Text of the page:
Streetlights are seen on the 100 block of W. Montgomery Ave. in North Wales, with an incandescent cobra head fixture producing orange light in the foreground, an LED fixture producing white light second, and another incandescent third.

Streetlights are seen on the 100 block of W. Montgomery Ave. in North Wales, with an incandescent cobra head fixture producing orange light in the foreground, an LED fixture producing white light second, and another incandescent third.

NORTH WALES — Streetlights around North Wales Borough could get considerably brighter soon, now that the town has signed on to the second round of a regional program to upgrade those lights to new, energy-efficient LED models.

"We have 180 existing cobra head fixtures, of which we're going to upgrade 167 of those. Fifteen of those are existing LED lights, so we're not going to upgrade those, but we also added two new fixtures to areas we thought were under-lit," said consultant Mike Fuller of Keystone Lighting Solutions.

Since January, the borough and staff have discussed whether North Wales should sign on to the second round of a regional program coordinated by the Delaware Valley Regional Planning Commission, to replace and upgrade streetlights around the region with newer models. Fuller told council on Aug. 27 that the first round of the project included 35 municipalities who upgraded over 25,000 streetlights and produced a savings of roughly $15 million in net savings on energy costs over the next 20 years.

The second round being finalized by DVRPC in conjunction with Keystone would include an additional 26 municipalities, including North Wales, and a total of roughly 15,000 streetlights. Changes in the procurement processes have led to an early estimate of roughly 18 percent savings compared to round one, Fuller told council, before outlining several options for council to choose from.



Keystone's audit of the borough's lighting systems produced a cost estimate of roughly $43,000 to refit the 167 cobra head streetlights, Fuller said, and Keystone and borough staff have also identified a total of 58 decorative streetlights, mostly located in the Main and Walnut street area. The firm is recommending those not be replaced due to higher costs, roughly $30,000 for those 58 lights, since those decorative lights would need the entire assembly replaced and not just the light fixture.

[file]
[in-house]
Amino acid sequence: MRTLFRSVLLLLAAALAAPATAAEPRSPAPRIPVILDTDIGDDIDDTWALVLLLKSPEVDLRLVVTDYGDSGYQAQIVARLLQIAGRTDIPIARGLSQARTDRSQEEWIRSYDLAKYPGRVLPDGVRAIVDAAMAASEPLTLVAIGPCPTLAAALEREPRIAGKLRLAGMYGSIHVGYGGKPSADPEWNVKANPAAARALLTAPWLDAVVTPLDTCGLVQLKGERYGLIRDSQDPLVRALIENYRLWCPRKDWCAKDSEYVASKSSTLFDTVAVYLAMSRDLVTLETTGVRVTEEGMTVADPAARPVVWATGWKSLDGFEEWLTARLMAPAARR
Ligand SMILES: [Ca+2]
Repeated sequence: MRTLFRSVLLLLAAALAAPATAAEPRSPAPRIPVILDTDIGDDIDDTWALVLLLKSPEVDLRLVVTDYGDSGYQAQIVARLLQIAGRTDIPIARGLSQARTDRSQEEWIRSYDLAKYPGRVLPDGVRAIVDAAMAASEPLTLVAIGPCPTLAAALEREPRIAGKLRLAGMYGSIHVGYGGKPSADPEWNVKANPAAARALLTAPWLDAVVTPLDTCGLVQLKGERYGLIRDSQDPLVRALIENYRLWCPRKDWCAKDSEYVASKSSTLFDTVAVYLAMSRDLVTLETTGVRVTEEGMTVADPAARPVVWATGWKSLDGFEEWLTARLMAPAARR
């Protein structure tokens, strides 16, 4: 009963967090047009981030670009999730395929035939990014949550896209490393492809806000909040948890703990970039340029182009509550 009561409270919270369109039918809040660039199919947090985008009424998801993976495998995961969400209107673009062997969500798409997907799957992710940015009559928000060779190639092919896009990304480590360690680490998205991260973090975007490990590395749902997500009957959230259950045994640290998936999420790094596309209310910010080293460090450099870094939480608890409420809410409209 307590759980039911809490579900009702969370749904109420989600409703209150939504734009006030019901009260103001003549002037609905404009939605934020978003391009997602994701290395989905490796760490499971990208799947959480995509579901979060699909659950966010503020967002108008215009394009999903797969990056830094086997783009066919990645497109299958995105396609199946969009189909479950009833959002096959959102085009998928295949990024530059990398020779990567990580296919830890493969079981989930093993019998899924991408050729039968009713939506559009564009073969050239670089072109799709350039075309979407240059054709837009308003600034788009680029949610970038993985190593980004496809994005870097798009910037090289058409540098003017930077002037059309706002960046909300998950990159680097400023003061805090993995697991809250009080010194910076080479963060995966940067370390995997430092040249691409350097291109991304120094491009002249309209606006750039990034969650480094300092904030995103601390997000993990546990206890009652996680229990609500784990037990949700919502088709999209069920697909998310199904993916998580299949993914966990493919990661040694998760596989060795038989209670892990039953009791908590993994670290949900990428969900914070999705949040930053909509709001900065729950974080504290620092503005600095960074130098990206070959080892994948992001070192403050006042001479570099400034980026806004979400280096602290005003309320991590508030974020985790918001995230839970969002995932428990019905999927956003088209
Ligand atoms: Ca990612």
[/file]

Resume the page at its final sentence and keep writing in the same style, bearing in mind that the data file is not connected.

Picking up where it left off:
"We initially were going to just not do the decoratives at all. In our comprehensive plan, in the next five to seven years, they're talking about streetscapes and funding and grants and so on," said Borough Manager Christine Hart.

"Not knowing where that's headed, and knowing the infrastructure on Main Street needs to be repaired as well, we don't want to throw good money after bad," she said.

Keystone's study also identified a total of 21 area lights, such as spotlights mounted on borough buildings and in parks, that could also qualify for upgrades under the program. The firm also gave council two options for monitoring and controlling those light systems: manual fixture controls, which Fuller compared to switches that would be affixed to each light pole and totaling roughly $5,000, or a networked control system that would let the lights communicate with each other and with staff from remote locations and would cost an estimated $31,000.

Using the networked system, the town could more closely monitor and change light levels, Fuller said, giving an example of running the streetlights at 70 percent of full power in early evening, going to 100 percent from 9 p.m. to 2 a.m., then back to 70 percent from 2 a.m. to sunrise.